City Block Builder: DEVLOG 3

Jan 12, 2022

Hi there, this is Gary and I’m one of the devs for City Block Builder. As this is my first blog entry, there are probably a lot of things I could talk about -- but what I’d like to start on is what’s fresh on my mind, and that’s the topic of finding a balance between design wants and needs.

Game development is an ever-evolving process. Ideally, most engineers would love to be able to create their systems “correct” the first time, to be able to account for potential future needs, and keep the code clean to try to keep technical debt low. There’s a problem with that though. Unless you are trying to copy a game that’s already been done, there will be changes to design. Many changes. It could come in the form of the designer/game director wanting something different, or it could come in the form of realizing that an already agreed-upon design will simply not mesh together with the new feature that we want. This means that no matter how good your code is, you will probably end up changing it during the early-mid stages of development, and all that extra time you spend making it in tip-top shape will get scrapped anyways.

I’ll give you an example of the latter. The Sims 4 is one of the main inspirations for the build mode side of the game. We wanted a feature where you could select a zone, select a side of it, and stretch the zone to either expand or contract it. We looked to The Sims 4 for how they do it. One aspect of it is there’s a previewing system when attempting to stretch a room that uses translucent walls to indicate where the new walls would land. We thought we could do a similar previewing system. As I started to implement that feature, I realized it could not work within our system because of fundamental design differences between our game and The Sims 4. 

They were allowed to do this translucent previewing system because they have what I would coin as a “bullying” build system, meaning that when building, the thing that is being built is an absolute bully to everything and just simply overwrites anything it encounters. In The Sims 4, this isn’t a problem. A room could stretching into another room, splitting that existing room in half. It could also completely overwrite a smaller room. The reason is because in The Sims 4 you can put anything anywhere and there are no build requirements.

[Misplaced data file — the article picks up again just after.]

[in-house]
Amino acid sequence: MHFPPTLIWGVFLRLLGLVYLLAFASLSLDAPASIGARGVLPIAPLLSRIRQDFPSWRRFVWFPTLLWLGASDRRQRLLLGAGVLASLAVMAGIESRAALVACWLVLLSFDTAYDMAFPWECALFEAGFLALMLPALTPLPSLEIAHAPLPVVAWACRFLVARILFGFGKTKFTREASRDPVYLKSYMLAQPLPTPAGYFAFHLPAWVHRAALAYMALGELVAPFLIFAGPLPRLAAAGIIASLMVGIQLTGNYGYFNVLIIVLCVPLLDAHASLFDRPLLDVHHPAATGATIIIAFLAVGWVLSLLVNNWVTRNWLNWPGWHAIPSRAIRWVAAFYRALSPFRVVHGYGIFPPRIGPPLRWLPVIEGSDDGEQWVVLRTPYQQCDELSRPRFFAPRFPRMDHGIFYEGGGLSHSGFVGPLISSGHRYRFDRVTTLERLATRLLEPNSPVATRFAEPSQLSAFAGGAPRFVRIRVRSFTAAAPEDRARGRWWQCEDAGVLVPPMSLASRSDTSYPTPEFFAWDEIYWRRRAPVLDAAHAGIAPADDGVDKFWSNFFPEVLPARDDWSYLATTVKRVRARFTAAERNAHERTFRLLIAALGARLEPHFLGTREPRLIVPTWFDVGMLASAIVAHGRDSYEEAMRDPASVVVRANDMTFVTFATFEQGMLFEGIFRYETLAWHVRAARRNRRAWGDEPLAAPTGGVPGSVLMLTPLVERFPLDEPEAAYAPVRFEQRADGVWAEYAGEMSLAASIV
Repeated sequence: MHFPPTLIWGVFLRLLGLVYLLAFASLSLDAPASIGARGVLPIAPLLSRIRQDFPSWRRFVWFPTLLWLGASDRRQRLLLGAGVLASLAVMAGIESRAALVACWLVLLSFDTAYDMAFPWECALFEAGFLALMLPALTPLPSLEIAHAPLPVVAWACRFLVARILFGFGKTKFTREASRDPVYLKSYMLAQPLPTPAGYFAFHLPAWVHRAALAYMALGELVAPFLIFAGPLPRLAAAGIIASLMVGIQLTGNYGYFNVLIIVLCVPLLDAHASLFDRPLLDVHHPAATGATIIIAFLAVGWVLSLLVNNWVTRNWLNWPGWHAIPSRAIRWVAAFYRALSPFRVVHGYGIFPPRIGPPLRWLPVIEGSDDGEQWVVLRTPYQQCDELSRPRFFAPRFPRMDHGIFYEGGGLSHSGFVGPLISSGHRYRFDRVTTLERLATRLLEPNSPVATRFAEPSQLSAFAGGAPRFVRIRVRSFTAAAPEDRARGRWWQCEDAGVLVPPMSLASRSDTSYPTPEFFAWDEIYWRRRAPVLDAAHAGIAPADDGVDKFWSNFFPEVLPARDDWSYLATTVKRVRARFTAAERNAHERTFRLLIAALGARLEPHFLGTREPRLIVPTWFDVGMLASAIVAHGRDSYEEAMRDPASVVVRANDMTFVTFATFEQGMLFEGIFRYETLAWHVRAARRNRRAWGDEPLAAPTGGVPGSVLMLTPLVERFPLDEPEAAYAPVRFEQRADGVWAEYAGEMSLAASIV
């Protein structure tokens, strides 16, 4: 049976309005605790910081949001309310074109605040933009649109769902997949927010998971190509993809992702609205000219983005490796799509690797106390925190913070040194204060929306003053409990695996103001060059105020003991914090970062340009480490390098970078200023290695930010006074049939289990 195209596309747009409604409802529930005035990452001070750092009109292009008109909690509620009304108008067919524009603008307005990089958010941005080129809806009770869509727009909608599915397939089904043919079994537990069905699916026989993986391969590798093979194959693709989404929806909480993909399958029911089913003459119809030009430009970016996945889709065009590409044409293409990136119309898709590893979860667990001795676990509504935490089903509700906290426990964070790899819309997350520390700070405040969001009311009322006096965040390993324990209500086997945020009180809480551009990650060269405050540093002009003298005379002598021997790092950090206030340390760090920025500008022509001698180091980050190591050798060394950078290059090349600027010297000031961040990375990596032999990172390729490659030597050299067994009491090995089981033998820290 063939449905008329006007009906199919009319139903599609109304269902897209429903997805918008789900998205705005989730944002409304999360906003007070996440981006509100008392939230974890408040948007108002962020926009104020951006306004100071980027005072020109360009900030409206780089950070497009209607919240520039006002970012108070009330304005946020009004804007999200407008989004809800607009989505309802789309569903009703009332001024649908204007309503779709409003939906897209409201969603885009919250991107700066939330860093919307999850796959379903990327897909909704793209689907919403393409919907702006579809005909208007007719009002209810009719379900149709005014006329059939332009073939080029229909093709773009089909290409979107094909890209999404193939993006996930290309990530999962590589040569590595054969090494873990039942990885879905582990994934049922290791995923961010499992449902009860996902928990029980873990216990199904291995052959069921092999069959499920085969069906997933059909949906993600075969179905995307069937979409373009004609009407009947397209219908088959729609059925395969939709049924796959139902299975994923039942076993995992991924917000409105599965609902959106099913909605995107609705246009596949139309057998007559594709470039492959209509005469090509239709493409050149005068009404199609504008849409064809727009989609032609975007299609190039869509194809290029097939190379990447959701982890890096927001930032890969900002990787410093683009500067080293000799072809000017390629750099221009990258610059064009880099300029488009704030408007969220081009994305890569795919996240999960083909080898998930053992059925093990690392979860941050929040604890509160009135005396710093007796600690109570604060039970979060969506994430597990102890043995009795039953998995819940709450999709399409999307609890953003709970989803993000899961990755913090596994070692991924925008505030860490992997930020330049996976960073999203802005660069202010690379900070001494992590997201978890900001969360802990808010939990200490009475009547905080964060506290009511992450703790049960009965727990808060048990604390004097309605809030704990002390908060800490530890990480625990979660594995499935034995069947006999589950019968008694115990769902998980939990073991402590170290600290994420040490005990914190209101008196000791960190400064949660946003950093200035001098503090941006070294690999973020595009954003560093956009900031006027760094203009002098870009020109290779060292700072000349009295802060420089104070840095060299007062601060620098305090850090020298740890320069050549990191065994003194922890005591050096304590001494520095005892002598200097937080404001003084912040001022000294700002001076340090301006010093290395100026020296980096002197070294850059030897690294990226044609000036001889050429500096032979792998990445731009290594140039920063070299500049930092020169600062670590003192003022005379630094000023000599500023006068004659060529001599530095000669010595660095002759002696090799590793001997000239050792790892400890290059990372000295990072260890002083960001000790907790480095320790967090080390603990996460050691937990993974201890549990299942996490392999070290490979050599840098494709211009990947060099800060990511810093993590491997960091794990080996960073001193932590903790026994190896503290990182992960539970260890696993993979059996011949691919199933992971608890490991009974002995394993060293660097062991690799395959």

In City Block Builder, we do have multiple requirements and limitations. We have to have validation to make sure we never split a zone in half or overwrite one. Every business has zone requirements, zones which must exist, and must connect in certain ways. Walls also had a lot of data associated with it which was related to zone ownership, prop ownership, and so on. 

If we had a translucent previewing system, we would have to store all of the validation done, then have a way to revert it for every step of the stretch. It was going to create a lot of unnecessary bloat for a minimal design feature, so we decided to simply update walls on the fly as they were being stretched. If there were any collisions with props and walls, the props would be sold as you stretched. Of course, this meant that stretching walls is not reversible by hand, so that’s why the undo command is mandatory to make our build mode flexible.

We had this translucent previewing system queued up as a feature for quite some time, but I wasn’t able to test it until a lot of other systems were in place. Sure we wanted this feature, but it was directly contradictory to the core of the build game flow. To put it in the game would have been a lot of work for little payoff. We managed to find a design that ended up working in the end anyways, even if it was different from what was initially desired. My point is that as you develop a game and certain features become solidified in the game, you must always be willing to have the flexibility to change subsequent features as to not compromise your game’s core design. You can’t have it all, and a lot of features that look like it’d be “nice to have” may have a very real reason why it can and does exist in a game.

Gary Chao - Sr. Developer